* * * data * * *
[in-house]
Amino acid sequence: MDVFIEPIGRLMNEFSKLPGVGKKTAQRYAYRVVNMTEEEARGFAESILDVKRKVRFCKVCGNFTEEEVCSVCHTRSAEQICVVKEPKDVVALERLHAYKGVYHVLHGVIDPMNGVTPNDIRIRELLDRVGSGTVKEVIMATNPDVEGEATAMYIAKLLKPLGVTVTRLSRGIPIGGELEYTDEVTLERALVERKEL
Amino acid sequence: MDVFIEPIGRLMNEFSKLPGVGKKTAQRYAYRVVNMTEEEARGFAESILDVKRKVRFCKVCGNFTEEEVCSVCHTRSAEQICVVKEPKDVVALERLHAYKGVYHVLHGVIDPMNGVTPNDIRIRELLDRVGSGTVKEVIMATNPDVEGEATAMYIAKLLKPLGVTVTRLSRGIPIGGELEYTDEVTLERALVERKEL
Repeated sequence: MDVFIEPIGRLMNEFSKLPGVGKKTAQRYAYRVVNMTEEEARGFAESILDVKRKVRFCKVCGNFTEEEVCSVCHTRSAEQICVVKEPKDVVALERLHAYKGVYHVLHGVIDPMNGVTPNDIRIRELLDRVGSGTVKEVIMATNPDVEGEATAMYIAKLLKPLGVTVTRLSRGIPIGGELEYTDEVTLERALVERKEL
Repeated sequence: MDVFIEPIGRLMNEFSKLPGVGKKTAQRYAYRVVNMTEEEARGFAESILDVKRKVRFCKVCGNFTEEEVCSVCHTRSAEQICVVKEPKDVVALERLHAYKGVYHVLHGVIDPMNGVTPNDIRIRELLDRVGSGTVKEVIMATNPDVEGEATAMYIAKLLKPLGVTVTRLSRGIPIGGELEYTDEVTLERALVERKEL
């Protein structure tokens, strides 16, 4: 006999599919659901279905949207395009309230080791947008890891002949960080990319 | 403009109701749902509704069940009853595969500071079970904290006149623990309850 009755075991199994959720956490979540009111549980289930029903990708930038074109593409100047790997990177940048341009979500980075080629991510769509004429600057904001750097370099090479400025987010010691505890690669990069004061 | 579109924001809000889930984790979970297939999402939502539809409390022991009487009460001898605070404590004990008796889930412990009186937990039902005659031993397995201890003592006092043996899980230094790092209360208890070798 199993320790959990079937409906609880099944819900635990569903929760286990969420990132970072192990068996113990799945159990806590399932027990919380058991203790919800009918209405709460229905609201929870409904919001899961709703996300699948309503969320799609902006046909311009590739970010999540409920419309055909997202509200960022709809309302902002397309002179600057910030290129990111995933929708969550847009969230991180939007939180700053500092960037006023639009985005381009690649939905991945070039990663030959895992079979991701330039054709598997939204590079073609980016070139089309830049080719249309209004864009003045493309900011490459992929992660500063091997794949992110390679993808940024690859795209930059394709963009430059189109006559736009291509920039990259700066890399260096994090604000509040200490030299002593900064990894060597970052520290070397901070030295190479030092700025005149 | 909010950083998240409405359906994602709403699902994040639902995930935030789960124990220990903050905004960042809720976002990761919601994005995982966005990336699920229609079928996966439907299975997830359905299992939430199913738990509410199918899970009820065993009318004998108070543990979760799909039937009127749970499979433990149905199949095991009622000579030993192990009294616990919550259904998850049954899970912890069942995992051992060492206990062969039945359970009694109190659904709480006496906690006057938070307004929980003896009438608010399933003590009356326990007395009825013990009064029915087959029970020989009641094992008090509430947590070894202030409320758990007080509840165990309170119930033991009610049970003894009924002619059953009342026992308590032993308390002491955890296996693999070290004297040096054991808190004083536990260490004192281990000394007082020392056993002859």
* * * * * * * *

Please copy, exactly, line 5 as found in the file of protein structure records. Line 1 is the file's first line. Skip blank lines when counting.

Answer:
Repeated sequence: MDVFIEPIGRLMNEFSKLPGVGKKTAQRYAYRVVNMTEEEARGFAESILDVKRKVRFCKVCGNFTEEEVCSVCHTRSAEQICVVKEPKDVVALERLHAYKGVYHVLHGVIDPMNGVTPNDIRIRELLDRVGSGTVKEVIMATNPDVEGEATAMYIAKLLKPLGVTVTRLSRGIPIGGELEYTDEVTLERALVERKEL